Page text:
Presbyters Uniwersytet Warszawski
ER 401
Clerics and friends of Bishop Antoninus oppress the people of Fussala and decline to appear before the episcopal tribunal. Augustine, bishop of Hippo, Letter 20*, North Africa, AD 422-423.
Letter 20*
6.  Per hos duos clericos, presbyterum et diaconum, et per ecclesiae defensorem et per quendam alium siue exmilitem siue desertorem cui familiarius imperabat et per eos quos eiusdem castelli homines ad nocturnas custodias uigiles fecerat eisque, ubi manu aliqua paulo numerosiore opus fuerat, utebatur, quae mala castellum illud et circumquaque uicina pertulerint, potest utcumque cognoscere quem gesta legere non piguerit quae apud episcopos in ecclesia Hipponiensi,ubi et ipse consedi, multorum per libellos deploratione confecta sunt.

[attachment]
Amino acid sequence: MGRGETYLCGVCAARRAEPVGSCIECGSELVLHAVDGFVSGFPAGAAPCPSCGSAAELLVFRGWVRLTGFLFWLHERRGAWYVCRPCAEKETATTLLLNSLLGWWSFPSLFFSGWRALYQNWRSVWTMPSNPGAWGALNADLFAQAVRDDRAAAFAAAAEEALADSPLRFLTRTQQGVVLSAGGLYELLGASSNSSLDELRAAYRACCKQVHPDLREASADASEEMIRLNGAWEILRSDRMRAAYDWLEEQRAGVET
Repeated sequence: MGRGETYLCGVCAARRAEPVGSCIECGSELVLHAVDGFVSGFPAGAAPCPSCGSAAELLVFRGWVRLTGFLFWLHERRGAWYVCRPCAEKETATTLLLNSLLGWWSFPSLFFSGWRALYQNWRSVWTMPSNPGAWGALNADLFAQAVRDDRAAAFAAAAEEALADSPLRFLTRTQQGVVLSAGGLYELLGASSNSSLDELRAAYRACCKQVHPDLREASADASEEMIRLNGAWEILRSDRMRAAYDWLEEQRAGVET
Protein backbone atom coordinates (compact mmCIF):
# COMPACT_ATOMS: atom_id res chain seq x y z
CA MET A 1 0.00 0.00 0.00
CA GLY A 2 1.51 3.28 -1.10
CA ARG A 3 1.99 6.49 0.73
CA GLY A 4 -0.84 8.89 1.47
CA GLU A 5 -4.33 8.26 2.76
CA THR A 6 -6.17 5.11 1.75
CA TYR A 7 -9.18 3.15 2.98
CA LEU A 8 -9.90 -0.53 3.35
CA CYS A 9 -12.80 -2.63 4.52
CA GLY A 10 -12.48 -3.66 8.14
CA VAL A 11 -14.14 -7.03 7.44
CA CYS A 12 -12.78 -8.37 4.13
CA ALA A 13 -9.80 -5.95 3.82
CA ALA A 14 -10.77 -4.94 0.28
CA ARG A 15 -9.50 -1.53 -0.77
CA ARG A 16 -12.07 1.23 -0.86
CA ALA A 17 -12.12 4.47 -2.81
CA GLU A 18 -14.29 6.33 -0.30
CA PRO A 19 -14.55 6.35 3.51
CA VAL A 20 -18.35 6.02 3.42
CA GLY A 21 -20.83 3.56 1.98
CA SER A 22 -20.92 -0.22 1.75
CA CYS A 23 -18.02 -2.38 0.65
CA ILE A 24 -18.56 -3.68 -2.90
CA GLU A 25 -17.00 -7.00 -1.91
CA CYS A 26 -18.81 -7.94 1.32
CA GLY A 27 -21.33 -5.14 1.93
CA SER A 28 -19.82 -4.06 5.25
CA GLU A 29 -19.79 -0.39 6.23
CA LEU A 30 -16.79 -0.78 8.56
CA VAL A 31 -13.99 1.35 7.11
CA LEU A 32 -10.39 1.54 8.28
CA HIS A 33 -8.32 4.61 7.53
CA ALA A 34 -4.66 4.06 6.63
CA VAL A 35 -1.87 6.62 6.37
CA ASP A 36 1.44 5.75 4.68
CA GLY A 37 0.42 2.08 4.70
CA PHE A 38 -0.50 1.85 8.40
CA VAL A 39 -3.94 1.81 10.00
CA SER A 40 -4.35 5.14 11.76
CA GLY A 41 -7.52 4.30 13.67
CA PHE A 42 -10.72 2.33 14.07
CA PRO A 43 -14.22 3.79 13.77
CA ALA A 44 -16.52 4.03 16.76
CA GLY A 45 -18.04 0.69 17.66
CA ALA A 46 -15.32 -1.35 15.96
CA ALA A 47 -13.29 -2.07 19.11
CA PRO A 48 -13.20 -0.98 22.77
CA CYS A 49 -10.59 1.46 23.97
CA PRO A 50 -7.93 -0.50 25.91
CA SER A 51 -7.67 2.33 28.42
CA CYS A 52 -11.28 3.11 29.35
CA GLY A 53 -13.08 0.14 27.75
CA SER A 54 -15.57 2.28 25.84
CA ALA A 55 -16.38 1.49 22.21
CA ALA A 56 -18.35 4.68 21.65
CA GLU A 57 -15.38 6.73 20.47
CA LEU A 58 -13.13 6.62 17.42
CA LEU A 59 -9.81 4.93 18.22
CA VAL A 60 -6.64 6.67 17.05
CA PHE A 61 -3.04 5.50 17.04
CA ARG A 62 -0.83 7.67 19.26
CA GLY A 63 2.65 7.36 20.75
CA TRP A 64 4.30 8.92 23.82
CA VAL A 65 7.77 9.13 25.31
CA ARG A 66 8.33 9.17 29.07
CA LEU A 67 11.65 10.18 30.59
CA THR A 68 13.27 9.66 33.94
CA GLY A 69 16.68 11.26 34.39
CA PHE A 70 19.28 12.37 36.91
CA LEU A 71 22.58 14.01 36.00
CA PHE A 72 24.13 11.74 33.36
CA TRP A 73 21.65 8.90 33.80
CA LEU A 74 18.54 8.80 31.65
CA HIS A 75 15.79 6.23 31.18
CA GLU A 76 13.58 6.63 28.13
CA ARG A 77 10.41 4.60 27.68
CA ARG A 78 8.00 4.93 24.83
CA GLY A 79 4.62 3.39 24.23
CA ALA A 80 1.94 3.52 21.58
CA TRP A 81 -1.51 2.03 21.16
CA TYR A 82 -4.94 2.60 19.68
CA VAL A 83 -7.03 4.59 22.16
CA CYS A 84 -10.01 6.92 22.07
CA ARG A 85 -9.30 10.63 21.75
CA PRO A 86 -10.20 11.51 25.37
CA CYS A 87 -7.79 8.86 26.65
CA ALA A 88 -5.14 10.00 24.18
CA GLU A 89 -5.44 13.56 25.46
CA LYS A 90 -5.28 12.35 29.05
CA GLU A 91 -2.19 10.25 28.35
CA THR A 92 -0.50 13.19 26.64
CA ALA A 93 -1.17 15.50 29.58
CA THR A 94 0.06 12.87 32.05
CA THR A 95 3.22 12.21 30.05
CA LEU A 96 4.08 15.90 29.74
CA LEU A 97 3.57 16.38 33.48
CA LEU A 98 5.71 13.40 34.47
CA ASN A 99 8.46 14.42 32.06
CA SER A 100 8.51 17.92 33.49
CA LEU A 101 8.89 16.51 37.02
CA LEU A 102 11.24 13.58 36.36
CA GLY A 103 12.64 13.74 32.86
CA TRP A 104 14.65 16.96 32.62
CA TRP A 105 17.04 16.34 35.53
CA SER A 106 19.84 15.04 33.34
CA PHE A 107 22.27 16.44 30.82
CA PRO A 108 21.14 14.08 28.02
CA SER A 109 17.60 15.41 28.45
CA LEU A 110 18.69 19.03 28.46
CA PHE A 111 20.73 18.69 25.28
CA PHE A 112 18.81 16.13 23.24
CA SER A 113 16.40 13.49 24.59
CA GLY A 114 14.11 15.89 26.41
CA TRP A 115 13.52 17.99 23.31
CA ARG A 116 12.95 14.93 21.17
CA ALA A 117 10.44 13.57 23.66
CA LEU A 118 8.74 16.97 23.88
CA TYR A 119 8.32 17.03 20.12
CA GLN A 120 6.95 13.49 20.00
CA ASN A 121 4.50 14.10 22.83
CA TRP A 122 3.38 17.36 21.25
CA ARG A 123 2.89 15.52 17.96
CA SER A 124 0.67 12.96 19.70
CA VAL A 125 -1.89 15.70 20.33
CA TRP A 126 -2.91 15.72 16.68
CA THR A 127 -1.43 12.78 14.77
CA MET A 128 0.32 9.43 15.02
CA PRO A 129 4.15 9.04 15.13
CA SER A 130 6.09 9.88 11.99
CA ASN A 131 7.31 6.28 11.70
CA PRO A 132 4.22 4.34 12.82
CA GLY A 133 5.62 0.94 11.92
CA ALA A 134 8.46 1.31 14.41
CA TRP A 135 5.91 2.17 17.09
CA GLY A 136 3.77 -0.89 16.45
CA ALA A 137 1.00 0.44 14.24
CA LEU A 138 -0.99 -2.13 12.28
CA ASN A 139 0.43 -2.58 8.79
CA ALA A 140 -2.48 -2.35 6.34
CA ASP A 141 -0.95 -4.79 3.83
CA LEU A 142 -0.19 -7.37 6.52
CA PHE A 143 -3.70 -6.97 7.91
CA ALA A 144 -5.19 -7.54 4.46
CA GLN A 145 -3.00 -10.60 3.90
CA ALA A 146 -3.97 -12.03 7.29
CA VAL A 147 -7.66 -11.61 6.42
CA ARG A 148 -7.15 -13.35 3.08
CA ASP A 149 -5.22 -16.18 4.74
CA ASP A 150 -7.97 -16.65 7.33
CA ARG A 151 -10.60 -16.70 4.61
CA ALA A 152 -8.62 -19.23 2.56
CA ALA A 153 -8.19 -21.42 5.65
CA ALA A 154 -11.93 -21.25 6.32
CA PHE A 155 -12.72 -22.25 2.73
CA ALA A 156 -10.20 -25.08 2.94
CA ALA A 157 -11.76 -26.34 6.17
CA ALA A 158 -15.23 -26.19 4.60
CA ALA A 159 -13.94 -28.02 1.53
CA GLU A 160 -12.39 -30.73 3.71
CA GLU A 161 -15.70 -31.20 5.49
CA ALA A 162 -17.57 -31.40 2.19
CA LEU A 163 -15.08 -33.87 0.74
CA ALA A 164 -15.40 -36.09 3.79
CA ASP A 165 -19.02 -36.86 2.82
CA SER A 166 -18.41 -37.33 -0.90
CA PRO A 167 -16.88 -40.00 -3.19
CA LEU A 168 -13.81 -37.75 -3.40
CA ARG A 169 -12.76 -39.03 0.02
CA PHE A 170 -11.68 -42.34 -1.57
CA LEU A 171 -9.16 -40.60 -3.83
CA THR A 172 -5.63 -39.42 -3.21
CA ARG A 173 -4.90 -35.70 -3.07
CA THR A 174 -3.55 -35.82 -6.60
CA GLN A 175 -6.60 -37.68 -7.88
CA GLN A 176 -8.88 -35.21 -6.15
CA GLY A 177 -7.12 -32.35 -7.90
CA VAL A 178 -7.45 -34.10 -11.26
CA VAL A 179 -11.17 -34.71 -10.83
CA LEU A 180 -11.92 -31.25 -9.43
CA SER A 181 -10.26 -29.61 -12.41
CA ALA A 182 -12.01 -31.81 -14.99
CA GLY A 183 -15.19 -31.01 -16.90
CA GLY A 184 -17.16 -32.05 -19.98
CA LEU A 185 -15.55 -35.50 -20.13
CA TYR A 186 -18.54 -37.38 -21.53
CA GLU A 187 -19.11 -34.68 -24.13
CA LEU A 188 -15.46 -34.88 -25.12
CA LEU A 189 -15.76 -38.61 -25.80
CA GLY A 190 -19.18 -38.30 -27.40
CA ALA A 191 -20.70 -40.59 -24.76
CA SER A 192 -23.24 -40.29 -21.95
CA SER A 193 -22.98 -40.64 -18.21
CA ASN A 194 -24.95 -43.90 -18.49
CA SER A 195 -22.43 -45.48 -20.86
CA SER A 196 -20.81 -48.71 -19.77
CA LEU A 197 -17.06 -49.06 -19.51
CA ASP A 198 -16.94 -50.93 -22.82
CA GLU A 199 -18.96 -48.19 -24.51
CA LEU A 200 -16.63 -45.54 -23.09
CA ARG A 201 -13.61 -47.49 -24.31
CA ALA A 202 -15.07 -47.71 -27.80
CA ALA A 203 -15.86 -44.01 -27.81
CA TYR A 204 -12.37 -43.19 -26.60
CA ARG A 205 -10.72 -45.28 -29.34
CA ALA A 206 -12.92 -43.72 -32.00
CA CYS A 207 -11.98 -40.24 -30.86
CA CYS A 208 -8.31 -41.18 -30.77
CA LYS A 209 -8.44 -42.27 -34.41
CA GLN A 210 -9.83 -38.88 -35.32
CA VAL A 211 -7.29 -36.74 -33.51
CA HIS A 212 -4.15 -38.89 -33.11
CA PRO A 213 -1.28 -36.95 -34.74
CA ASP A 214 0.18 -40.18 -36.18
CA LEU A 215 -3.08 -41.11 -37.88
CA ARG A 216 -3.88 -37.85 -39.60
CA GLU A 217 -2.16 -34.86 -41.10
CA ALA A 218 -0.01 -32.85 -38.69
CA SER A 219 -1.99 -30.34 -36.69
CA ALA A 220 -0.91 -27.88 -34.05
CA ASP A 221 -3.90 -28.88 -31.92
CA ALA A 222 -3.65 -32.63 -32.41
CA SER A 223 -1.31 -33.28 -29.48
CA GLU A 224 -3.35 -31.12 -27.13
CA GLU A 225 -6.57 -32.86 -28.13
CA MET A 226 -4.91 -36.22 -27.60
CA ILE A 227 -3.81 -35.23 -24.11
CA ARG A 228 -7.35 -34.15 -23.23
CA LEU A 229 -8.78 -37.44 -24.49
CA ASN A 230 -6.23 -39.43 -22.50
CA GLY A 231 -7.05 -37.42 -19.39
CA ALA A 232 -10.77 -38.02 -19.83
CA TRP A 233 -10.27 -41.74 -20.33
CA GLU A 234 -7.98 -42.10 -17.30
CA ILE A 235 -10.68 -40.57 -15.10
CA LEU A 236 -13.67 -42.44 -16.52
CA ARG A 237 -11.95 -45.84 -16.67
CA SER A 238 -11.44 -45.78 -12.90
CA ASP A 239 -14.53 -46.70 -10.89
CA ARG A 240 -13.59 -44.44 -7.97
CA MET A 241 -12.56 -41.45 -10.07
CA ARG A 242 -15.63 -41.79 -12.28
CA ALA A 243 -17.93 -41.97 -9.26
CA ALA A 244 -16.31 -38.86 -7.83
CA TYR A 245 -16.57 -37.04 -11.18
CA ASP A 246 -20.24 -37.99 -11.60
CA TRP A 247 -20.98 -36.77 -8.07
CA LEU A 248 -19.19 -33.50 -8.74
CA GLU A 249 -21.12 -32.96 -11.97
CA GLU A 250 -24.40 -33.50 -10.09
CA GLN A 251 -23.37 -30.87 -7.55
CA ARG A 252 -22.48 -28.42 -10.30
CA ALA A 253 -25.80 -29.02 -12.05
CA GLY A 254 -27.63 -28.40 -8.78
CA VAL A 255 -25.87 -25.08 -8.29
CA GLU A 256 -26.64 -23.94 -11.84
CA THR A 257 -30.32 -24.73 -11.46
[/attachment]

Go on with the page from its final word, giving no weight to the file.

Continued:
Inueniet illic querimonias miserabiles pauperum marium atque feminarum et, quod est grauius, uiduarum quas nec ipsum nomen quod praecipue defendendum nobis sancta scriptura commendat nec saltem senilis aetas potuit a rapinis et depraedationibus et nefandis iniuriis quae per illos fiebant aliquatenus communire. Pecuniam,suppellectilem, uestem, pecora, fructus, ligna denique et lapides ut quisque in eorum manus incurrerat amittebat; quorundam occupabantur domus, quorundam etiam deiciebantur, ut inde auferrentur quae fabricarum nouarum constructio postulabat; emebantur aliqua nec pretium reddebatur; quorundam inuadebantur agri et ablatis per aliquot annos fructibus reddebantur; quidam uero eorum usque ad episcopale iudicium retenti atque possessi sunt.